SINGAPORE – The last four members of a 12-person group who spent a day on Lazarus Island last year in breach of Covid-19 rules were fined $3,000 each on Wednesday (Feb 24).
British nationals Helen Ann Sullivan, 31; Joshua Adam Roth, 31; James Riby Oram Trimming, 31; and Edward John Joseph Lee-Bull, 33, pleaded guilty to a charge of meeting others for a non-permitted purpose and without reasonable excuse under the Covid-19 regulations.
The other eight people were earlier fined $3,000 each. They are William Edwin Dunford, 32; Richard Henri Lagesse, 31; Lowri Mair Jeffs, 31; Zoe Louise Cronk, 30; Jeff Richard Alexander, 32; Luong Thi Thu Ha, 31; Natalie Joanna Sarkies, 29 and Paul Jonathon Gold, 32.
All of them are British except for Sarkies, who is Singaporean, and Ha, who is Vietnamese.
Their trip took place during phase two of Singapore’s reopening, when only groups of up to five people were allowed to meet outside their homes for social purposes.
The court heard that at about 11am on Aug 8 last year, the group took a ferry to St John’s Island, before walking to the beach at Lazarus Island. They spent the day there before taking a ferry back to mainland Singapore at about 6pm.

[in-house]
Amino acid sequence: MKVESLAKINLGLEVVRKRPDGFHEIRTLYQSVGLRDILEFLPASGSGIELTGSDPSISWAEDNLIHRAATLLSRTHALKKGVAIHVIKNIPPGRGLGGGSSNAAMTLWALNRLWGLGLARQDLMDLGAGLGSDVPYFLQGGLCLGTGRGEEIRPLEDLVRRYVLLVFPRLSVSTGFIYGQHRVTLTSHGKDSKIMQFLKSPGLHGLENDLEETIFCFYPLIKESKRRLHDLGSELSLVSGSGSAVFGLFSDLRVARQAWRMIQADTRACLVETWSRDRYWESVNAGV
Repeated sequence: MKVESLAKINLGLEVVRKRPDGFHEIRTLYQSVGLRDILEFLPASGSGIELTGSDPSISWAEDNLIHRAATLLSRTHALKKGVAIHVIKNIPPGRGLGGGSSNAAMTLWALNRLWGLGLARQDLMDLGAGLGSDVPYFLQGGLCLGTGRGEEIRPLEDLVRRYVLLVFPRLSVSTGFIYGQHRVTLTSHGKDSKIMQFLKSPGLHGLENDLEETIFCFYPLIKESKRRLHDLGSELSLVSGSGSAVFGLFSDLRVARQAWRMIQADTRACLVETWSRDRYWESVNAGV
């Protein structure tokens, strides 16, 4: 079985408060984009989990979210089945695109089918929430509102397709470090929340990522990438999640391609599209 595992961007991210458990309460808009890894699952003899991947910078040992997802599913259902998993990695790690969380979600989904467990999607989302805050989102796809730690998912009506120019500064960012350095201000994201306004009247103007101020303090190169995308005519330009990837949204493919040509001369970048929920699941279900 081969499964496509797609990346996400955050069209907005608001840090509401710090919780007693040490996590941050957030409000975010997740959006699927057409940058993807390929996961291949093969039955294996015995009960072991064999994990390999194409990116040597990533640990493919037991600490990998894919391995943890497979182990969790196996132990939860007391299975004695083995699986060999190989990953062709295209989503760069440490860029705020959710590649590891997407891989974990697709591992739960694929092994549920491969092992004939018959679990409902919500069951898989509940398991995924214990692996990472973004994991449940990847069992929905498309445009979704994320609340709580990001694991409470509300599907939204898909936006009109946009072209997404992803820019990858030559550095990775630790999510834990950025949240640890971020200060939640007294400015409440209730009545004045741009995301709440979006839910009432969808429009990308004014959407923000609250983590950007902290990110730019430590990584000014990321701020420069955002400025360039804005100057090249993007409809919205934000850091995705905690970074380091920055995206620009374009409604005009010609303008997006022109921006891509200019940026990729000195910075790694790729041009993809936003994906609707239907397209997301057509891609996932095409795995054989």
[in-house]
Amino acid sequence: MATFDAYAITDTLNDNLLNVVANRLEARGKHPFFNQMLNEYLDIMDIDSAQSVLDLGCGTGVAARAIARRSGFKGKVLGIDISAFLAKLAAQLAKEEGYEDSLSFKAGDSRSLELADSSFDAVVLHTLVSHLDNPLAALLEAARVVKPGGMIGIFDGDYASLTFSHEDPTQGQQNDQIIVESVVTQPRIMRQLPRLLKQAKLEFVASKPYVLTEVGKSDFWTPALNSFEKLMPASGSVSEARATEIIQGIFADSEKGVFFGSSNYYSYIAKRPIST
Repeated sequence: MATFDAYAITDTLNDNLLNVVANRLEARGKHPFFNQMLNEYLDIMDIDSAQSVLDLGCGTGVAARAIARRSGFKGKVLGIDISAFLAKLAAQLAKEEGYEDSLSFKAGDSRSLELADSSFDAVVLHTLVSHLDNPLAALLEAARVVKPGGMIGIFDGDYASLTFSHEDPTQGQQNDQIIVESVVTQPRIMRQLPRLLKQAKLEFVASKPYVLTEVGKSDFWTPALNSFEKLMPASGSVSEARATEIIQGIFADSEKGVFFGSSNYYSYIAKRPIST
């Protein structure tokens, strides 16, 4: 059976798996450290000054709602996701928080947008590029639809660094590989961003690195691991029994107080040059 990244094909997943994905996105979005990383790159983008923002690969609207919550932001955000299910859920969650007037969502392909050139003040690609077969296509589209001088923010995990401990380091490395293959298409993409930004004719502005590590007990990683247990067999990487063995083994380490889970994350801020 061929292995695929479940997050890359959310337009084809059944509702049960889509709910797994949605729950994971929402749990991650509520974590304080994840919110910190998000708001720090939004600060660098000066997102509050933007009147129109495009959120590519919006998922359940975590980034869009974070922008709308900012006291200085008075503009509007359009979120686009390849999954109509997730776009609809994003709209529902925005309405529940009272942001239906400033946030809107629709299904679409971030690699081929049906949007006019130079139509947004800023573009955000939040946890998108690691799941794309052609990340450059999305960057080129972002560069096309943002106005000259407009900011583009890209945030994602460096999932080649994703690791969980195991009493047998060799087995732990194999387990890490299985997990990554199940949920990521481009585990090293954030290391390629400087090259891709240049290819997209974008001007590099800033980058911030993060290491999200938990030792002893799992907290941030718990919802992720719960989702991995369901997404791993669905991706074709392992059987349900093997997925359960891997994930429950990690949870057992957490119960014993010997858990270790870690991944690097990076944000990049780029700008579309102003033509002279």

Lazarus Island is located south of the Singapore mainland and a man-made causeway connects it to St John’s Island.
Sarkies posted photos of the trip on Instagram and the trip was reported on various media platforms.
Sullivan, Roth and Lee-Bull were represented by lawyer Shafiuddin Ong who originally represented Trimming as well, but he was discharged.
Trimming represented himself and expressed remorse for his actions.
Mr Ong said his clients were sorry for their actions and “with the benefit of hindsight, realise the severity of their actions”.
He asked that the fines be reduced from the sentences in cases cited by prosecution which occurred during the circuit breaker period, since the gathering happened during phase two of Singapore’s reopening.
However, deputy public prosecutor Timotheus Koh reiterated that there should be no difference in the sentencing of offences committed during and after the circuit breaker as the regulations still serve the common purpose of “guard(ing) against outbreak of Covid-19”.
District Judge Ong Luan Tze agreed with the prosecution and added that it was “fair and appropriate” for the four accused to receive the same sentence as the previous eight.
For breaching a Covid-19 regulation, they could have been jailed for up to six months, fined up to $10,000 or both.